I love Tchaikovsky. It’s easy to be evil to the magnificent melodrama of his music, making it perfect for the latest show by Russia’s Imperial Ice Stars. By LESLEY STONES
This year’s show is Sleeping Beauty on Ice, and everything about it is absolutely astonishing. The music was pre-recorded by the Moscow State Cinematic Orchestra, rather than played live, but the acoustics are so good at Montecasino’s Teatro that not having a live orchestra doesn’t really detract from the show. Besides, you don’t take your eyes off the skaters for a second.
If you read the synopsis it’s actually quite a complicated story. The cast can be incredibly eloquent without speaking a word, but I’ve no idea how well the kids in the audience understood who was who as the characters came and went.
But with ballet, and ice ballet in particular, the plot is often incidental to the spectacle. “If it moves, clap it” as my partner proclaimed. Especially with the Russians, who thrive on our adoration.
The choreography is perfectly matched to the dramatic score, with stunning acrobatic leaps and daring throws contrasting with the ever-present elegant ice dancing. Although the stage is large for a theatre, it’s still pretty small in ice-skating terms, yet their flamboyant sweeps and swirls make it seem as big as a football field.
The black witch Carabosse (Jurijs Salmanovs) clearly relishes the brooding notes of the Tchaikovsky score. He’s an evil, bold and brazen character, and a stand-out skater among a cast that is uniformly unbelievable.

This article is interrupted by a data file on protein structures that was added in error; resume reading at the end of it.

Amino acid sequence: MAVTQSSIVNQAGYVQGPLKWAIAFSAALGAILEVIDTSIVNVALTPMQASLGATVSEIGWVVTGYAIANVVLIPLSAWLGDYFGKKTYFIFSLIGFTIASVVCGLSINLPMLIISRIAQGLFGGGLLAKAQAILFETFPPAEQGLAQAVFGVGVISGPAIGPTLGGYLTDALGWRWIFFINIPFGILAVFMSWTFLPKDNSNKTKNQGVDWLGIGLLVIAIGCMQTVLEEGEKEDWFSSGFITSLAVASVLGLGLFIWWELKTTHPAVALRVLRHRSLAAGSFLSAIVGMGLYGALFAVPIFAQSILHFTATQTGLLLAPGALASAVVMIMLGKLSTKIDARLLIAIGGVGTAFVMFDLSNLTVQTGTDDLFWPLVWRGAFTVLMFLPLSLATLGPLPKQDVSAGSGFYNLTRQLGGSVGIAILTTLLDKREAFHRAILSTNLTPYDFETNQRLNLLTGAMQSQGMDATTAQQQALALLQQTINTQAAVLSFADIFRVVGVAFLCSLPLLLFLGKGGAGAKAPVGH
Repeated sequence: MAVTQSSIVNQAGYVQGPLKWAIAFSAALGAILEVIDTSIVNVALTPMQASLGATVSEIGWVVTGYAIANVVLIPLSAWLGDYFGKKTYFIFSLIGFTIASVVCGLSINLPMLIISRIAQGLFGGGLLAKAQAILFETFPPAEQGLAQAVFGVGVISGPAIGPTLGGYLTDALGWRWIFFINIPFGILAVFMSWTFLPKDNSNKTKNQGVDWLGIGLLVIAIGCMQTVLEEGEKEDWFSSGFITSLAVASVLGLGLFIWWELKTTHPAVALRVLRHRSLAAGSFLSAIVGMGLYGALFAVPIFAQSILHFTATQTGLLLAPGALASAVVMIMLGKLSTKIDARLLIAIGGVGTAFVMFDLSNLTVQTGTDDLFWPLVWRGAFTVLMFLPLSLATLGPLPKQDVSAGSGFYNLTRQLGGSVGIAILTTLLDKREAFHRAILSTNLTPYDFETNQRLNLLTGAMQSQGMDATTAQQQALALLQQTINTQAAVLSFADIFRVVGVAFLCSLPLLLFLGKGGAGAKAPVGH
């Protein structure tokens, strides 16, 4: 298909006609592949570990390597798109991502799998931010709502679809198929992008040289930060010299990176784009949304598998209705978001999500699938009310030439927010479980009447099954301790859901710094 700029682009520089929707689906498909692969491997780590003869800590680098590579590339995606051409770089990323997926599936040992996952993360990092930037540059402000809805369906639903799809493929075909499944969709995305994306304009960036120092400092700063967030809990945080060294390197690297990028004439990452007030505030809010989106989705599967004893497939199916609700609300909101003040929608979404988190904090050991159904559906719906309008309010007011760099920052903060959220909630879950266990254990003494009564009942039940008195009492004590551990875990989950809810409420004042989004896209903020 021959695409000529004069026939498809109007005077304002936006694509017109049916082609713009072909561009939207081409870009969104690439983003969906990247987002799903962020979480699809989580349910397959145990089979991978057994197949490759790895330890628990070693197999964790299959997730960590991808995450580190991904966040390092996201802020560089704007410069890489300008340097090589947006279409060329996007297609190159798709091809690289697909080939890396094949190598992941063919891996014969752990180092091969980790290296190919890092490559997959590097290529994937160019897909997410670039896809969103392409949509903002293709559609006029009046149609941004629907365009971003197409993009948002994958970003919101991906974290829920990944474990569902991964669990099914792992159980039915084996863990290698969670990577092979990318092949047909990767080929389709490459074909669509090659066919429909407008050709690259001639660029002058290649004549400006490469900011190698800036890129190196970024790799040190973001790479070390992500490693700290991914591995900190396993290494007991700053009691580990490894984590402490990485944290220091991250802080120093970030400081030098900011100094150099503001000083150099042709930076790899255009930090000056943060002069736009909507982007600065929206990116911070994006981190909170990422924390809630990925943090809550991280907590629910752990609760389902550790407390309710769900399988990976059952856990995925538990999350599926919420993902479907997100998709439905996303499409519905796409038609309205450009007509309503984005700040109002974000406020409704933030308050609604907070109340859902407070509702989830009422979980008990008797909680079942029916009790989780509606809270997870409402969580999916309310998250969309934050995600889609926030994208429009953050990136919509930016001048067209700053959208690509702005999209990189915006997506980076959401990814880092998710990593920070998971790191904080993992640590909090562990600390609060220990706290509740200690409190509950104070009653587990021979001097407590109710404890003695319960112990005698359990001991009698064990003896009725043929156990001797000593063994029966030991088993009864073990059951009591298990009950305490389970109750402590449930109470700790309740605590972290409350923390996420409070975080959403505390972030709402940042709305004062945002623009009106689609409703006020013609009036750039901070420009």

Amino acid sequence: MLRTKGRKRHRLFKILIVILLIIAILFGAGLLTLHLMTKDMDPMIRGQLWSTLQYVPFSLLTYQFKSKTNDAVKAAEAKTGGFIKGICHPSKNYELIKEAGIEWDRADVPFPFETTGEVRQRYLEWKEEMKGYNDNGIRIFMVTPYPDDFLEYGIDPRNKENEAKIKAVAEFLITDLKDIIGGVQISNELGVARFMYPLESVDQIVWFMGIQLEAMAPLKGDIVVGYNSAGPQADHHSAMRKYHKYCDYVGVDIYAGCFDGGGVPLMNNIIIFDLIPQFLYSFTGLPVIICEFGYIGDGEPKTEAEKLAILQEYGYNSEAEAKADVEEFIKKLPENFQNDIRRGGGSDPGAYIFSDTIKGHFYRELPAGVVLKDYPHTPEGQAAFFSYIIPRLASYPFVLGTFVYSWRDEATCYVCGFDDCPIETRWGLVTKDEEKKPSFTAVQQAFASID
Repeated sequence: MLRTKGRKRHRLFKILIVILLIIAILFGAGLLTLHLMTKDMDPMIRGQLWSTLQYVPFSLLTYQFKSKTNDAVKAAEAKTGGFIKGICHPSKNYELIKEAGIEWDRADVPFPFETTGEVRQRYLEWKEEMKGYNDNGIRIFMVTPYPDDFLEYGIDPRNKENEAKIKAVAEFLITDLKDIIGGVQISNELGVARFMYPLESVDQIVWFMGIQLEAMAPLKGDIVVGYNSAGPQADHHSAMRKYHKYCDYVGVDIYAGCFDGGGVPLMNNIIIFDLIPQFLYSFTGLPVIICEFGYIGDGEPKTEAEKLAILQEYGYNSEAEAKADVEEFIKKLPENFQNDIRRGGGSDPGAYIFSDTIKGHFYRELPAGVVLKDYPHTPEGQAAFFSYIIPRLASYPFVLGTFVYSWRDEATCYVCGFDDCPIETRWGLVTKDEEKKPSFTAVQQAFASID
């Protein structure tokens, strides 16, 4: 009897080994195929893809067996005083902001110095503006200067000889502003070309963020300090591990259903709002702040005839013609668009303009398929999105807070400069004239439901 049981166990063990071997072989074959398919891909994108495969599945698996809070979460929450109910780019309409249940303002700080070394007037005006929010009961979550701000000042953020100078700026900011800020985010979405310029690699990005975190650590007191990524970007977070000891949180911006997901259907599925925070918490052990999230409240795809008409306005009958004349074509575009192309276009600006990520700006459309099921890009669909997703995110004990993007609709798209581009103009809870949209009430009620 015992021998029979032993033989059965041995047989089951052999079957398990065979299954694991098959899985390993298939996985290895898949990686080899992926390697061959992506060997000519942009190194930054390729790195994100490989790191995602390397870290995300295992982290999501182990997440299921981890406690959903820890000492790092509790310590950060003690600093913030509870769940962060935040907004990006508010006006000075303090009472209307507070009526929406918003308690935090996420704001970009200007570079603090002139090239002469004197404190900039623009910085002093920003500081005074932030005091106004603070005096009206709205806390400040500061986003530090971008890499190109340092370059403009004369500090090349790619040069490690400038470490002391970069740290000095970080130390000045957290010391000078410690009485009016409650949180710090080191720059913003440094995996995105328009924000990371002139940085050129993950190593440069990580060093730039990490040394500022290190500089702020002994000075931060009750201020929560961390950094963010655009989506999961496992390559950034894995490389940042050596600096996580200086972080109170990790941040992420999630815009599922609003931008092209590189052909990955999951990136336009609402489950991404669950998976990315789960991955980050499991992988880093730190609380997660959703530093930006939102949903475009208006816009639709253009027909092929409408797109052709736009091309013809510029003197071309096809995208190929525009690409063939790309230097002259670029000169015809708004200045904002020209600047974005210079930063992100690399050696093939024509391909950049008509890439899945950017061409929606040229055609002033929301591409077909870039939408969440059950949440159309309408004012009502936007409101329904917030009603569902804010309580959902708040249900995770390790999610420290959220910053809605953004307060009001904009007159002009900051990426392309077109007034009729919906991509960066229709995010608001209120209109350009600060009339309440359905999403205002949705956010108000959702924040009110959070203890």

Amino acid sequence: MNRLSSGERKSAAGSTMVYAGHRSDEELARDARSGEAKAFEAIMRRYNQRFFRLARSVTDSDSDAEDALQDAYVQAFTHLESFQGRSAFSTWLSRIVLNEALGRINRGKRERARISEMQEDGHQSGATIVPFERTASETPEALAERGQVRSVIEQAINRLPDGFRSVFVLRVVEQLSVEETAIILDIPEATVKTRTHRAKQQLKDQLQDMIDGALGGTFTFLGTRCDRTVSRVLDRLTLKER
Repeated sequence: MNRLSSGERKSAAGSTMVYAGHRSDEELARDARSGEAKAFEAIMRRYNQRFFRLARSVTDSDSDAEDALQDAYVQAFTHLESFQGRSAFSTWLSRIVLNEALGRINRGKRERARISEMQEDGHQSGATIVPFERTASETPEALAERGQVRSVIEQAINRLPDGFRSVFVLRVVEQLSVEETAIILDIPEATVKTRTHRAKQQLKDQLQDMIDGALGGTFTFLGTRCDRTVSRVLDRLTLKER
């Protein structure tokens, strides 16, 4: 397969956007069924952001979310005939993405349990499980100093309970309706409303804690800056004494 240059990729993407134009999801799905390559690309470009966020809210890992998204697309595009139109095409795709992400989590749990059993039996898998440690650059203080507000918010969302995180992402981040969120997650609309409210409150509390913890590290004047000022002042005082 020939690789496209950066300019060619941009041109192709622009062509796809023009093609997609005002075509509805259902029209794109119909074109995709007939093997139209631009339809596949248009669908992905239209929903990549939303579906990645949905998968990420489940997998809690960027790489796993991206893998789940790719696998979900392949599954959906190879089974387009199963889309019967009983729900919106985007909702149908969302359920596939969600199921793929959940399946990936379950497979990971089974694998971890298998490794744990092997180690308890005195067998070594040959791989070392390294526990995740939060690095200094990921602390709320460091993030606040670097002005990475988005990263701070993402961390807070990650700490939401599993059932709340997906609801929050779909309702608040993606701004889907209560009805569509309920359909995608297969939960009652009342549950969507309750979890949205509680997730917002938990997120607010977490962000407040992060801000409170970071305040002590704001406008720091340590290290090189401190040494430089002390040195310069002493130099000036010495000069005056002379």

The show is surprisingly rich in comedy too, with the skaters expressing humour in their movements and exaggerated actions.
The perkiest pair are the footmen (Svitlana Pylypenko and Iuliia Odintcova) who clown around beautifully, communicating with graphic sign language that the Mandela memorial service would be proud of.
The sets are magnificent, and the scene changes so slick that you suddenly think “where the hell did the forest go” as we’re back in the lavish palace. The designers have excelled themselves with huge chandeliers that glisten like Christmas trees and ice rinks on two levels. That allows a waiter to skate around drunkenly on the balcony in one of the small extra touches that add another dimension to the amazing whole.
The lavish set is matched by lush sparkly costumes with grand capes and flimsy gowns that flutter gorgeously in the slipstream.
Artistic director, Tony Mercer, has earned a reputation as the world’s leading creator of theatre-on-ice. He recruited Russian Olympic coach Tatiana Tarasova to coax the 26-strong cast of Olympic and world championship skaters to take ice dance to new heights.
This is ballet meets Cirque du Soleil with wonderful special effects like thunder and lightening, streaks of fire across the ice, fire jugglers and a flying princess.
Often the best part of the Imperial Ice shows come after the official storyline is over, when the finale shuns any pretence of a plot and the skaters just show off. This year is no different, with the leaps and flings getting more outrageous as each different character shows off their prowess. It really is a fairly-tale spectacular. DM
The Sleeping Beauty on Ice runs at Montecasino’s Teatro until January 12 then Cape Town’s Artscape Opera House from January 16 -February 9.
Photos: Val Adamson
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Sylvester Stallone speaks the way he does due to a partial paralysis of the face that occurred during his birth.